"So, what's it like?" I asked. "You know, being a mom and all."
It was Easter morning, and Cayden and I had stopped by Bear Creek Park to meet up with my old high school friend Val, who I'd only seen once or twice since we'd graduated from high school. We were the best of friends way back then, vacationed in Florida together, played on the tennis team together, worked at Sonic together. But somewhere around senior year we had a falling out and neither of us can remember why. Petty high school drama, I'm sure. But thanks to the the beast that is Facebook, we were back in touch, catching up on each others' lives.
"It's fun," she said, holding her 3-year-old's hand on her left side and her 2-year-old's hand on her right. "But it's exhausting."
We were walking at a snail's pace because that's as quick as their short, chubby legs could walk. I was trying to guess how long it would take us to get across the bridge to the playground on the other side. I squeezed Cayden's hand.
"I can imagine! You popped out three kids in three years!" I said. "I don't know how you do it!"
If it had been our high school reunion, Val would have won "Most Changed." In high school, Val was a bad ass. She had tattoos. She cussed like a sailor. She didn't give a shit. She didn't have boyfriends. She didn't do relationships. Sometimes she'd forget to wash her hair. She was spunky, smart, sassy. She was hilarious and hard care. I would have voted her least likely to get hitched and pop out kiddos rapid fire.
But some day we all grow up and become who we're supposed to be. And Val was supposed to be a loving wife, a proud mother of three, a devoted Christian. Someone who gave a shit.
"It's definitely not easy," she said. "But it's amazing."
I could tell she meant it. I'd kept up with her Facebook updates and notes. I'd clicked through all of the pictures of her brand new bundles of joy. And in every picture with her babies' chubby cheeks pressed up against hers, she had the biggest smile. The most genuine smile. She was happy.
We finally reached the playground Val turned the kids loose on the wood-plank bridge between two slides. The three of us watched as the boys stomped up and down the wobbling bridge with no fear.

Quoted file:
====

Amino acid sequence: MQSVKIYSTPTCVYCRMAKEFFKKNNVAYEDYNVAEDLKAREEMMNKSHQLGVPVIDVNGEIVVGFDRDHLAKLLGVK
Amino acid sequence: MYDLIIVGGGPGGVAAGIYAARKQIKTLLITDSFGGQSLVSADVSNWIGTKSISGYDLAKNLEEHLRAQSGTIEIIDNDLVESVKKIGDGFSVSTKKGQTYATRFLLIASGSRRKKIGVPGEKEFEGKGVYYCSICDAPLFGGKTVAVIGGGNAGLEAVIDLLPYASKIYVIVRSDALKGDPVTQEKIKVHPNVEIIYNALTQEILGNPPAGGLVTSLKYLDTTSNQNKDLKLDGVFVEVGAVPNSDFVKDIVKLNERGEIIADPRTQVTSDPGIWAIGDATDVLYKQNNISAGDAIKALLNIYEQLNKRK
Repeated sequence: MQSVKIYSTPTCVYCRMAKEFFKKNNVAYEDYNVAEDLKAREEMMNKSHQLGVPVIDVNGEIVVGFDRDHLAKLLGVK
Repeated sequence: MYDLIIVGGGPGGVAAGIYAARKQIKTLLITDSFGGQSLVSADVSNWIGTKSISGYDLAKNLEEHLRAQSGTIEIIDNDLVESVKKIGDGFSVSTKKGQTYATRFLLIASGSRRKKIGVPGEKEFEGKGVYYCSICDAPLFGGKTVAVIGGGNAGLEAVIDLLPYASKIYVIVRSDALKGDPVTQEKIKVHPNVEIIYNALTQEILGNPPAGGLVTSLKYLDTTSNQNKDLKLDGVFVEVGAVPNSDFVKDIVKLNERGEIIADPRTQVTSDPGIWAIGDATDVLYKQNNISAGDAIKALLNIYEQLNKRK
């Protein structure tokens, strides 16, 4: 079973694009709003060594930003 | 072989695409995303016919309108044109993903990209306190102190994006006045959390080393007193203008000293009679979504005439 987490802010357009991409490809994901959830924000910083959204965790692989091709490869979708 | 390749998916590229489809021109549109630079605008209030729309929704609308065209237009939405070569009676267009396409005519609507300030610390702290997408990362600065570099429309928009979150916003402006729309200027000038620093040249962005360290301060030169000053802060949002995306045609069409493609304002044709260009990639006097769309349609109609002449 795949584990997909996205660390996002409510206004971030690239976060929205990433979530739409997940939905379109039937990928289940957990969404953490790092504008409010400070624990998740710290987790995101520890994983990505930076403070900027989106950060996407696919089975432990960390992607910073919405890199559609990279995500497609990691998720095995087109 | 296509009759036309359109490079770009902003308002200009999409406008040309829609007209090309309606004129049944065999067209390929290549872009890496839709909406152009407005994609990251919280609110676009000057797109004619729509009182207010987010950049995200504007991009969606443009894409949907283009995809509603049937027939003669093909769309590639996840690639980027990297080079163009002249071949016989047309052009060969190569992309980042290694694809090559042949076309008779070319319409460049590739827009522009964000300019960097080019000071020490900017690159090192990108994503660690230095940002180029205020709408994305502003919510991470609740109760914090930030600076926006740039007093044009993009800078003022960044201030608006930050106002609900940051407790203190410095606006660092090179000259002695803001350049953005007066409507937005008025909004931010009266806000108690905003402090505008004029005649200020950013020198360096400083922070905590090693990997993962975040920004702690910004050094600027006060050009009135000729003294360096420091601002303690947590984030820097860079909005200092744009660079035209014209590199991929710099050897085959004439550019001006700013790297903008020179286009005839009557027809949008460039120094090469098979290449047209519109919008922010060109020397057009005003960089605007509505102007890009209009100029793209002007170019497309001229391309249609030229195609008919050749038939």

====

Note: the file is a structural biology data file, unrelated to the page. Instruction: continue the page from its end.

Growing up, I'd always been great with kids. I started babysitting at 9 years old. I was a nanny after college when I couldn't find a magazine job. I babysat in NYC to save enough money to feed myself. I loved reading to them, watching their trippy cartoons with them, listening to them bang on random instruments.
But I realized that when it came to my friends' kids, I was totally awkward. I was the same way when Colbie had her daughter a few years back. Do I pick him/her up? Am I allowed to kiss their little baby cheeks? Can I put him on my shoulders and let him reach the monkey bars? When they're older than 2, how do I talk to them? Baby voices? What kinds of questions should I ask? "Hey there little fella! What's that you got there? Oh, a bug? Cool. OK, yeah, don't eat it. Put that shit down."
I can't explain why that happened to me. I never thought twice about those things when I babysat, but for some reason when it's one of my friend's kids, they just become these weird, wobbling little humans that completely baffle me. Or maybe it's something completely different. Maybe it was because I was finally at a point in my life where having my own family would be a very real thing some day and the thought of those tiny humans being my responsibility someday was totally freaking me the fuck out.
"So, what about you two?" Val asked, looking at me and then Cayden. "From what I've read, yall have a future planned. Are there kids in that future?"
Cayden and I looked at each other and then at the two miniature humans on the playset. Another boy on the play set who looked about 5 said, "look at me, daddy!" right before he swung into a pole, crotch first.
"Dude, that kid just racked himself," I said, pointing to the little boy crouched over holding his crotch.
I tried not to laugh. I was so not ready for kids.
"Someday," Cayden answered for me. "We haven't even had the chance to live together yet, so it will be a while before we add anyone else to the mix."
Val smiled at us and nodded.
Truth was, I wanted her life. I wanted a big family. I wanted the unconditional love I saw between her and her boys. I wanted a house decorated with kids toys and sticky fingerprints. But I didn't want it yet. Or any time soon for that matter. But it was nice to see that one of my old best friends was living the life I wanted to live one day.
We spent the next hour or so catching up on each other's lives in person, filling in the blanks Facebook had left. And then clouds rolled in and I felt a raindrop on my shoulder.
"I guess it's about time we headed over to Mom's house for Easter dinner," I said.
"I better get the boys back to grandma's house," Val said, wrangling up her tiny humans.
"It was so nice seeing you and your family again. I'm so happy for you," I said hugging her.
"And it was so nice meeting the man who made you so happy!" she said, nodding at Cayden.
We promised to see each other soon, and headed off to our respective families. At my mom's house, while watching Cayden and Meg's boyfriend share the stovetop while they cooked glazed carrots, rice pilaf, and roasted potatoes, I realized I already had a big family and plenty of unconditional love. My Mom's house was decorated with dog toys, not kids toys and muddy pawprints instead of sticky fingerprints. But it was exactly what I needed for the time being. Tiny humans could wait.